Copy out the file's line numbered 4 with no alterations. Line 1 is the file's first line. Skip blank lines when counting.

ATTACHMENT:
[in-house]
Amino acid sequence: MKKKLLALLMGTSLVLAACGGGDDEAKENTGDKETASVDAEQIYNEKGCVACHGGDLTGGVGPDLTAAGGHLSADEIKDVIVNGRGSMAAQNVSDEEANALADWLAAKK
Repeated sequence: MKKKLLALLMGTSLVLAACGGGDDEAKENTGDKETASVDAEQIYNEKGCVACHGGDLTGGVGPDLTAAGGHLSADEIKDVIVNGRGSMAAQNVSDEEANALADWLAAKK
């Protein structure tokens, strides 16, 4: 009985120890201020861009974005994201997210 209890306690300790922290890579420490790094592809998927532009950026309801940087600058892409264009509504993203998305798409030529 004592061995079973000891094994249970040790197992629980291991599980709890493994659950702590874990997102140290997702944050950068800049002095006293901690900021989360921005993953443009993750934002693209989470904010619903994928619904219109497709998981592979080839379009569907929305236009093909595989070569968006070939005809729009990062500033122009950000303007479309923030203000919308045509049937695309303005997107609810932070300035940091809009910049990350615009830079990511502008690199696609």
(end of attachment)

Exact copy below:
């Protein structure tokens, strides 16, 4: 009985120890201020861009974005994201997210 209890306690300790922290890579420490790094592809998927532009950026309801940087600058892409264009509504993203998305798409030529 004592061995079973000891094994249970040790197992629980291991599980709890493994659950702590874990997102140290997702944050950068800049002095006293901690900021989360921005993953443009993750934002693209989470904010619903994928619904219109497709998981592979080839379009569907929305236009093909595989070569968006070939005809729009990062500033122009950000303007479309923030203000919308045509049937695309303005997107609810932070300035940091809009910049990350615009830079990511502008690199696609």